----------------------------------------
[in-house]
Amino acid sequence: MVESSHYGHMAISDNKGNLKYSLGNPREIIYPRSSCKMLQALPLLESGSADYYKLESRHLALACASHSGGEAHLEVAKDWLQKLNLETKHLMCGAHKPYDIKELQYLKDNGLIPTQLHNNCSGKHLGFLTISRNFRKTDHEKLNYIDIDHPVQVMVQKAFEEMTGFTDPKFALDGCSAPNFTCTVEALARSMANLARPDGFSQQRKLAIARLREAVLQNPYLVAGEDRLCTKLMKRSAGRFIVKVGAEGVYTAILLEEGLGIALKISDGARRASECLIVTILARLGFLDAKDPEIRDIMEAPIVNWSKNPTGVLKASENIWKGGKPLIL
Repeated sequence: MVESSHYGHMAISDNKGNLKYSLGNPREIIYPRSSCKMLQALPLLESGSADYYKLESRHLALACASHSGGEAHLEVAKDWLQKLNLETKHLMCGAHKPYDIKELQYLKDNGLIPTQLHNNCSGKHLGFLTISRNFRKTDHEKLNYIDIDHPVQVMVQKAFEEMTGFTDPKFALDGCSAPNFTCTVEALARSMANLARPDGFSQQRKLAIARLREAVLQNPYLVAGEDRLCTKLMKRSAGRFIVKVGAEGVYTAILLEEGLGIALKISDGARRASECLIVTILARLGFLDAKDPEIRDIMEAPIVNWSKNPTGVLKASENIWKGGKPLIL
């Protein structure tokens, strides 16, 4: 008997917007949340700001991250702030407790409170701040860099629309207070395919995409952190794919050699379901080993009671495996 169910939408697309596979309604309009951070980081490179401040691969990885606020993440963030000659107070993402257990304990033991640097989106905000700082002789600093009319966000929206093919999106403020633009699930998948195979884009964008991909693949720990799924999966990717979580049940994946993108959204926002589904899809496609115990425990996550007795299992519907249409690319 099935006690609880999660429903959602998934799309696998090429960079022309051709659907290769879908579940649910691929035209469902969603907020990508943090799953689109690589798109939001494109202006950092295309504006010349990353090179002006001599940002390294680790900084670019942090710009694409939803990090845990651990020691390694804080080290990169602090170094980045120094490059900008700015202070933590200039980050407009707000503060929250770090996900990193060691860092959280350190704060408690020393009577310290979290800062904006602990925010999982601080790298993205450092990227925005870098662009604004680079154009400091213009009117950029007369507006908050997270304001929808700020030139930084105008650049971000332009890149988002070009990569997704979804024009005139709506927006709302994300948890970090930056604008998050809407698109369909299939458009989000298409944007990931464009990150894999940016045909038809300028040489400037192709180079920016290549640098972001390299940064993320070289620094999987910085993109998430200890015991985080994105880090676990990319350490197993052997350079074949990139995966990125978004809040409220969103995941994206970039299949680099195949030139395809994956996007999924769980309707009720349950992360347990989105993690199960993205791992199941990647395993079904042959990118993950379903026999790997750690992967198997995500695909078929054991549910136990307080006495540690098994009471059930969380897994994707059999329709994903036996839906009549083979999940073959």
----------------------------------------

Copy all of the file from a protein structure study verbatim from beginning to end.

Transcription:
[in-house]
Amino acid sequence: MVESSHYGHMAISDNKGNLKYSLGNPREIIYPRSSCKMLQALPLLESGSADYYKLESRHLALACASHSGGEAHLEVAKDWLQKLNLETKHLMCGAHKPYDIKELQYLKDNGLIPTQLHNNCSGKHLGFLTISRNFRKTDHEKLNYIDIDHPVQVMVQKAFEEMTGFTDPKFALDGCSAPNFTCTVEALARSMANLARPDGFSQQRKLAIARLREAVLQNPYLVAGEDRLCTKLMKRSAGRFIVKVGAEGVYTAILLEEGLGIALKISDGARRASECLIVTILARLGFLDAKDPEIRDIMEAPIVNWSKNPTGVLKASENIWKGGKPLIL
Repeated sequence: MVESSHYGHMAISDNKGNLKYSLGNPREIIYPRSSCKMLQALPLLESGSADYYKLESRHLALACASHSGGEAHLEVAKDWLQKLNLETKHLMCGAHKPYDIKELQYLKDNGLIPTQLHNNCSGKHLGFLTISRNFRKTDHEKLNYIDIDHPVQVMVQKAFEEMTGFTDPKFALDGCSAPNFTCTVEALARSMANLARPDGFSQQRKLAIARLREAVLQNPYLVAGEDRLCTKLMKRSAGRFIVKVGAEGVYTAILLEEGLGIALKISDGARRASECLIVTILARLGFLDAKDPEIRDIMEAPIVNWSKNPTGVLKASENIWKGGKPLIL
């Protein structure tokens, strides 16, 4: 008997917007949340700001991250702030407790409170701040860099629309207070395919995409952190794919050699379901080993009671495996 169910939408697309596979309604309009951070980081490179401040691969990885606020993440963030000659107070993402257990304990033991640097989106905000700082002789600093009319966000929206093919999106403020633009699930998948195979884009964008991909693949720990799924999966990717979580049940994946993108959204926002589904899809496609115990425990996550007795299992519907249409690319 099935006690609880999660429903959602998934799309696998090429960079022309051709659907290769879908579940649910691929035209469902969603907020990508943090799953689109690589798109939001494109202006950092295309504006010349990353090179002006001599940002390294680790900084670019942090710009694409939803990090845990651990020691390694804080080290990169602090170094980045120094490059900008700015202070933590200039980050407009707000503060929250770090996900990193060691860092959280350190704060408690020393009577310290979290800062904006602990925010999982601080790298993205450092990227925005870098662009604004680079154009400091213009009117950029007369507006908050997270304001929808700020030139930084105008650049971000332009890149988002070009990569997704979804024009005139709506927006709302994300948890970090930056604008998050809407698109369909299939458009989000298409944007990931464009990150894999940016045909038809300028040489400037192709180079920016290549640098972001390299940064993320070289620094999987910085993109998430200890015991985080994105880090676990990319350490197993052997350079074949990139995966990125978004809040409220969103995941994206970039299949680099195949030139395809994956996007999924769980309707009720349950992360347990989105993690199960993205791992199941990647395993079904042959990118993950379903026999790997750690992967198997995500695909078929054991549910136990307080006495540690098994009471059930969380897994994707059999329709994903036996839906009549083979999940073959």